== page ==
Secondly, the photo makes the results more “real” and contributes to building empathy. Thirdly, the memorable quote helps generate excitement for the opportunities that came up in the conversation — an actual quote makes the value of pursuing an opportunity much more tangible than a paraphrased bullet point.

Create requests for comment

In synchronous work environments, formal documents are often the last step of a process, the process output, after the most important points have been ironed out in meetings. In an asynchronous environment, documents should be treated as inputs, as starting points of the process. Accordingly, they should be shared as requests for comment — as initial drafts with the encouragement for others to provide feedback, questions, comments, and improvement ideas in the form of comments.

The ability to comment directly on individual words and paragraphs that modern productivity tools like Google Docs offer has made this kind of communication effortless — it’s pretty straightforward to manage multiple different conversation streams about different topics with different sets of participants all within the same document.

Make most meetings async

This perhaps goes without saying, but one of the keys to working fully remote and async-first is making most meetings asynchronous. This includes the regular team “ceremonies” such as standups. Teams can decide how exactly they want to organize themselves, or course, but we’ve found a lot of success with only conducting retrospectives synchronously (and even those have asynchronous preparation where everyone collects and shares their retro items before the meeting). All other ceremonies, including standups, planning, and refinement, are conducted asynchronously.

This does mean that the processes take a little bit longer, as measured by calendar time. For example, refinement might start a week before the respective sprint starts and take 3 days, followed by planning taking 2 days, to allow for some asynchronous back and forth. However, that doesn’t mean that overall time spent on these processes is higher — in fact, it could be less, since in these ceremonies often only a subset of participants is actively engaged at any given point in time.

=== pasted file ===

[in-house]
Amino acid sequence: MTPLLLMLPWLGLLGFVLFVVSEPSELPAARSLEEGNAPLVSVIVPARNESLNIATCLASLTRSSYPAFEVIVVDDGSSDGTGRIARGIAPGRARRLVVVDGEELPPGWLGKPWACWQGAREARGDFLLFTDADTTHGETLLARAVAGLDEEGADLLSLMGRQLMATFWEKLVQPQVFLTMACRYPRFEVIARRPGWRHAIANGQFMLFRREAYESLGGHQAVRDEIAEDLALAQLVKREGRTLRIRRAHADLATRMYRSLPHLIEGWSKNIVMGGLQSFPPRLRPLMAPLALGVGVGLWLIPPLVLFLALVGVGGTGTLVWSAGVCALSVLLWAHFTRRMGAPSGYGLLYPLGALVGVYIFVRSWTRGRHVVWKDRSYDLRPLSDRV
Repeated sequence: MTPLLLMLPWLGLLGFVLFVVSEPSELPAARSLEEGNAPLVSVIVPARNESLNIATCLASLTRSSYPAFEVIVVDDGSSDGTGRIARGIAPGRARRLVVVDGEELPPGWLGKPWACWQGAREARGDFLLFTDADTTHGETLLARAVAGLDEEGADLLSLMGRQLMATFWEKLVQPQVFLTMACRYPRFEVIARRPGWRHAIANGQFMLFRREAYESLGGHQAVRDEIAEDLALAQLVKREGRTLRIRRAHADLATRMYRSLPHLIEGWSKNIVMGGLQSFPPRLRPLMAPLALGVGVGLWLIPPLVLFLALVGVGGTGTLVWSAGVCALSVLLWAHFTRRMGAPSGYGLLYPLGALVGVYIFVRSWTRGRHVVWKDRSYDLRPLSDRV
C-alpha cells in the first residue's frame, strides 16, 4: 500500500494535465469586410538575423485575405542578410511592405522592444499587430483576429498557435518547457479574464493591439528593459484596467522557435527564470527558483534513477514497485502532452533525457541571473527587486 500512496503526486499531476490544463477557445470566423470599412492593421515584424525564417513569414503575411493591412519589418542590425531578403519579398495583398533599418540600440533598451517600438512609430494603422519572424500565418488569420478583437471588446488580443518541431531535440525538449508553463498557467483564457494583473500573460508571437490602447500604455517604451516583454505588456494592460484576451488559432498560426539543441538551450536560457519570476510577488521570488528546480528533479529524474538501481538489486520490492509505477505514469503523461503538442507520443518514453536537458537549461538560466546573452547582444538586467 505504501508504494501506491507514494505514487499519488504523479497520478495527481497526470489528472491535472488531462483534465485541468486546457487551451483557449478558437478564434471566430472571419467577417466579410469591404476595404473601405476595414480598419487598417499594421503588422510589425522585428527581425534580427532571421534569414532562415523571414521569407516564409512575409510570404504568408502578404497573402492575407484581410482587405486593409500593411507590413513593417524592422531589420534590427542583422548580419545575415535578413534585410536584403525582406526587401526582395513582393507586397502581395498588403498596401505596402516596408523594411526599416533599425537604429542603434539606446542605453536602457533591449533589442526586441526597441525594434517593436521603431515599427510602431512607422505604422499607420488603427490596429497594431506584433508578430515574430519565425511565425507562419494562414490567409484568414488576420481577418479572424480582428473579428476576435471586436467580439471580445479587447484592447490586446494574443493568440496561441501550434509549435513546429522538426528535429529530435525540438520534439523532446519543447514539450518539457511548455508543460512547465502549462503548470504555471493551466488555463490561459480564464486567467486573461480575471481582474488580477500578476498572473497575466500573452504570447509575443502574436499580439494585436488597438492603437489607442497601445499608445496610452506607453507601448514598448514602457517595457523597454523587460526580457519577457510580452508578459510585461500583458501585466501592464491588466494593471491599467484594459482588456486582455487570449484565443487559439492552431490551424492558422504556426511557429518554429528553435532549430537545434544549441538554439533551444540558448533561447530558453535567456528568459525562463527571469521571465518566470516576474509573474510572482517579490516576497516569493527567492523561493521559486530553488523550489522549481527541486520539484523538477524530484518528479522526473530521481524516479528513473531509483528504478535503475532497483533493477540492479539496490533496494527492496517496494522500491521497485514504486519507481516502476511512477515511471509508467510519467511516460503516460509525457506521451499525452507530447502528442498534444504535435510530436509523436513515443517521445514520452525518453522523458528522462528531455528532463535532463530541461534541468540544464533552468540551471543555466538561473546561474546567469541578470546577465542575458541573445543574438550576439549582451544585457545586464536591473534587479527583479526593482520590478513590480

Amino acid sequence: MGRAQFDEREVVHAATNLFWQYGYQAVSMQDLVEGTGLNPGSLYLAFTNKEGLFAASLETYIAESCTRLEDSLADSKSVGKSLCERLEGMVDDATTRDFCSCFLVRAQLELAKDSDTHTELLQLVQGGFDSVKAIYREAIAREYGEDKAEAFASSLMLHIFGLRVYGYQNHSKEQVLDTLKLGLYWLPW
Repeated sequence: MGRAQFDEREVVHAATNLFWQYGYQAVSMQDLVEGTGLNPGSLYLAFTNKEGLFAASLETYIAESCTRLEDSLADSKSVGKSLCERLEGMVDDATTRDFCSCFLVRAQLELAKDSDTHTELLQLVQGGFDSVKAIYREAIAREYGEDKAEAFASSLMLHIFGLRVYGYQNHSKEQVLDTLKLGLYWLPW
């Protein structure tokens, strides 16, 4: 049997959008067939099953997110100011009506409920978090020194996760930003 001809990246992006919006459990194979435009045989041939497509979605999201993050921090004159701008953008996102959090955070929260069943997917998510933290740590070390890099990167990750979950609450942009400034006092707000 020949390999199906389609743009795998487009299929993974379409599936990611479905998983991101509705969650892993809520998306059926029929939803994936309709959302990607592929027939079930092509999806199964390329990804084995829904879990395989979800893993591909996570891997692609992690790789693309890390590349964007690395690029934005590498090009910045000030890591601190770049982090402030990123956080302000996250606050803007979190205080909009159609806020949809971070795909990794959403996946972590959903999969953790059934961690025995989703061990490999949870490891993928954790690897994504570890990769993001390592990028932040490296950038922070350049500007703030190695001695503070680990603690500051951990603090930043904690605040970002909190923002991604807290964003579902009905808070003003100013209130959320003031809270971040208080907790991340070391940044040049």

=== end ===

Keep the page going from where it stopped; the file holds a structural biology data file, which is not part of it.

Reserve synchronous interaction for high-bandwidth discussion

When should you revert so synchronous interaction then? Whenever you require high bandwidth discussion. High bandwidth here means a discussion in which there is rapid back and forth and exchange of complex ideas.

Holding such discussions asynchronously not only takes longer (because every back and forth incurs waiting time) but also requires additional context switching for every message that is received. In a synchronous interaction, participants only have to build up the context once at the beginning of the meeting.

Prefer 1:1 meetings over team meetings

As a corollary to the previous point, 1:1 interactions are ones where I would more often recommend a synchronous meeting than for team meetings. There are several reasons for this: firstly, team meetings are hardly high bandwidth for everyone — most often, there is only a subset of participants actively engaged at any given point in time. Frequently, at any given point in time, one person is broadcasting to the rest of the audience, and broadcasting is something that can be done asynchronously quite effectively. Secondly, globally distributed teams make scheduling team meetings extra hard, whereas for 1:1 meetings it’s often much easier to find a time that works for both participants. Lastly, the added benefit of synchronous interaction is the ability to read non-verbal cues, which is again much easier in a video call with one person than trying to discern facial expressions of 10 tiny Zoom pictures in a team meeting.

Bonus tip: turn off your own camera view so that you can focus on the other person — you would never bring a mirror to an in-person meeting and put it next to the other person so that you can also see yourself!

One additional point that should be mentioned: some high-stakes conversations, e.g., performance feedback, should always be had synchronously (and these tend to be of the 1:1 variety, anyway).

Invest in team building